Government's suprise decision to review new nuclear plant at Hinkley Point sends out bad message to business

There are legitimate concerns about the project but it's no wonder unions have described the way the approval process has been handled as "bonkers"

James Moore
Friday 29 July 2016 18:06 BST
Dark skies over Hinkley Point C again
Dark skies over Hinkley Point C again (Getty)

I suppose we should have expected something like this to happen given the project’s history. Yes, the plans to build Britain’s first new nuclear reactor in a generation are on on hold again.

The Government is now not expected to make a final decision on Hinkley Point C until the Autumn. However, I wouldn’t put money on that timetable being adhered to.

I feel slightly conflicted about ministers’ decision to put the project under review having twice raised concerns about it in the wake of a troubling report from the National Audit Office.

The watchdog warned that energy consumers and taxpayers could face a bill of more than £30bn as a result of the financing and price guarantees that have been handed to the project’s shareholders.

Chief among them is EDF, the French state backed energy company that only agreed to proceed on Thursday after months of delay and two board level resignations, including that of its finance director.

Given all that, surely a review is only sensible?

Here’s the problem. Barely had Chancellor Philip Hammond got his feet under his new desk at Number 11 Downing Street and he was giving Hinkley his backing. There have been no indications of the Government getting cold feet since then. If the reports are to be believed, it is still essentially in favour and the review should’t be “over-interpreted”.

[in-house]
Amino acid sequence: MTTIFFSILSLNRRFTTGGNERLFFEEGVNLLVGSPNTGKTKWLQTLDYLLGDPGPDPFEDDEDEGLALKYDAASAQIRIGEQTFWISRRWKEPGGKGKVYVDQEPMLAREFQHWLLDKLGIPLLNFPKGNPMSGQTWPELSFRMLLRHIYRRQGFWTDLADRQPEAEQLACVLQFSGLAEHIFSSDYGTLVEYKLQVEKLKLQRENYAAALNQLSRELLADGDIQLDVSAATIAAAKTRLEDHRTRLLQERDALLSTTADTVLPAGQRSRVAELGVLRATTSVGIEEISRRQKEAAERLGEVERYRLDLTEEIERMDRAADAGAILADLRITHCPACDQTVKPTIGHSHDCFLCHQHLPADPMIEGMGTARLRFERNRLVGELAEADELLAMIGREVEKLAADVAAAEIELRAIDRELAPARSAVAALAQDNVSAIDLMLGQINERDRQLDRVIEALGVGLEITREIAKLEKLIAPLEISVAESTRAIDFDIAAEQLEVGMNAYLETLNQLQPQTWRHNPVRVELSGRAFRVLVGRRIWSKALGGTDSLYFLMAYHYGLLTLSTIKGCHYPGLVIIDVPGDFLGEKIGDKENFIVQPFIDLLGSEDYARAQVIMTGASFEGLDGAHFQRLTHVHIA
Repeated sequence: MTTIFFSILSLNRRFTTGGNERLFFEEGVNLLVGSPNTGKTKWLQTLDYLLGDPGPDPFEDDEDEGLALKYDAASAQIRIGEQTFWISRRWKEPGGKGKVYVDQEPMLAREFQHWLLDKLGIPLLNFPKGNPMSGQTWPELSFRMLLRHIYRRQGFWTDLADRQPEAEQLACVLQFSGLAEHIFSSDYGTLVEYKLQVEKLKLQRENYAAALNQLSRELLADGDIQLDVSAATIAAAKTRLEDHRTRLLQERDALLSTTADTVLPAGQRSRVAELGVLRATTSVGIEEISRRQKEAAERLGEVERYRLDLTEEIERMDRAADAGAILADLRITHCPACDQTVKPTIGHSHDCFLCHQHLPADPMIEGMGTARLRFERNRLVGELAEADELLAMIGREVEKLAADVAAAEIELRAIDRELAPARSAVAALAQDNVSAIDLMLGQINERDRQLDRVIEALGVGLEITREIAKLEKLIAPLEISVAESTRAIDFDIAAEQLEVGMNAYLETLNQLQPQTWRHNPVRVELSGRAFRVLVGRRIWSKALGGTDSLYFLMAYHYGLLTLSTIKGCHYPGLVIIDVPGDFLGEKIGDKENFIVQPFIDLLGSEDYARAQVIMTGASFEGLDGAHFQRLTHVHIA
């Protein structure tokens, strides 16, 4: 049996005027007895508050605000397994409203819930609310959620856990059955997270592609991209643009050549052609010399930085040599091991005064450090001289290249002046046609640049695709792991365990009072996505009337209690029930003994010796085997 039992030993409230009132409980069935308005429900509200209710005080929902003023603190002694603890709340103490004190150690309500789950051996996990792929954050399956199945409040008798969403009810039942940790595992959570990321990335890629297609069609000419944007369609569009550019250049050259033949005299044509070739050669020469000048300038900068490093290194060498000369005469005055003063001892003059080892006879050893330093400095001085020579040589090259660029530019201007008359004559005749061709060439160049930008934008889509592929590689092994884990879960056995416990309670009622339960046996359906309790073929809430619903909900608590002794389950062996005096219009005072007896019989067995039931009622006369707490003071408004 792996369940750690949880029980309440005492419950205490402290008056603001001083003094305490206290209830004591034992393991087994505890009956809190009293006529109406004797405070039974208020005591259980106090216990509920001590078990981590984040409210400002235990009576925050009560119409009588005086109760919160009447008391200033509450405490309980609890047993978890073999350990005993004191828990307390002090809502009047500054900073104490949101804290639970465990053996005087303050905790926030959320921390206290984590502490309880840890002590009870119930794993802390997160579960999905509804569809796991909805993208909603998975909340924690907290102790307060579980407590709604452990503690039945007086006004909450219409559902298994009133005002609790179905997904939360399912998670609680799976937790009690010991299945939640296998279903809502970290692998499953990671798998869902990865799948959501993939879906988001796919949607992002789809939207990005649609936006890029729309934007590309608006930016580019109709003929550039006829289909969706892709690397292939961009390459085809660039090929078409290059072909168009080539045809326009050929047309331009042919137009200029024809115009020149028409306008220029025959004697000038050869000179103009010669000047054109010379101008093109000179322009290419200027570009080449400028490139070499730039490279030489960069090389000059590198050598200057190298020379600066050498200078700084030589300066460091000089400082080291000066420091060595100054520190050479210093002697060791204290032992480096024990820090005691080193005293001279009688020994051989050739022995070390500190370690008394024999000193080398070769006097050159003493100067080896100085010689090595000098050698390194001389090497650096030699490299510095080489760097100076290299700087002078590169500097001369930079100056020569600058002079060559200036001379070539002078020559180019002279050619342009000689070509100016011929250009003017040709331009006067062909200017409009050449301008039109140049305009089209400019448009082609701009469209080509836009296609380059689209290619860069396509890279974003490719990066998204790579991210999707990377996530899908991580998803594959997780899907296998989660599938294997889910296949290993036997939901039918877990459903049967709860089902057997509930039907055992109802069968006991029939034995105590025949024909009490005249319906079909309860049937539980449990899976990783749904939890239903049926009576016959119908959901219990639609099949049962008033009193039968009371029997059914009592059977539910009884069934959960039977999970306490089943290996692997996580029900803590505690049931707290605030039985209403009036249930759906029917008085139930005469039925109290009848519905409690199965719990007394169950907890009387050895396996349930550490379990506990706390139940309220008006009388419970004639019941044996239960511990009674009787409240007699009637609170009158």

EDF, meanwhile, is making positive noises. You do rather wonder if its public expressions of confidence in Theresa May’s Government are being reflected in private. Not to mention what EDF’s Chinese partners feel about all this. They’d arrived to sign the contracts only to find that the papers taken off the table.

This seems to be about the Prime Minister making it clear that she and her Government are in charge.

The problem is the way she’s gone about it. It sends out sends a pretty poor message out to business about the Government’s reliability as a partner post Brexit when it badly needs to get business on side.

If the Government had doubts - understandable given the NAO report - it should have been up front about them and set the review in train before Mr Hammond told the world he backed the project. As it is we have the worst of all worlds

No wonder the GMB national secretary Justin Bowden, a vocal supporter given the jobs the project will create if it is ever approved, described the delay as “bewildering and bonkers”. It’s hard to disagree with that assessment.

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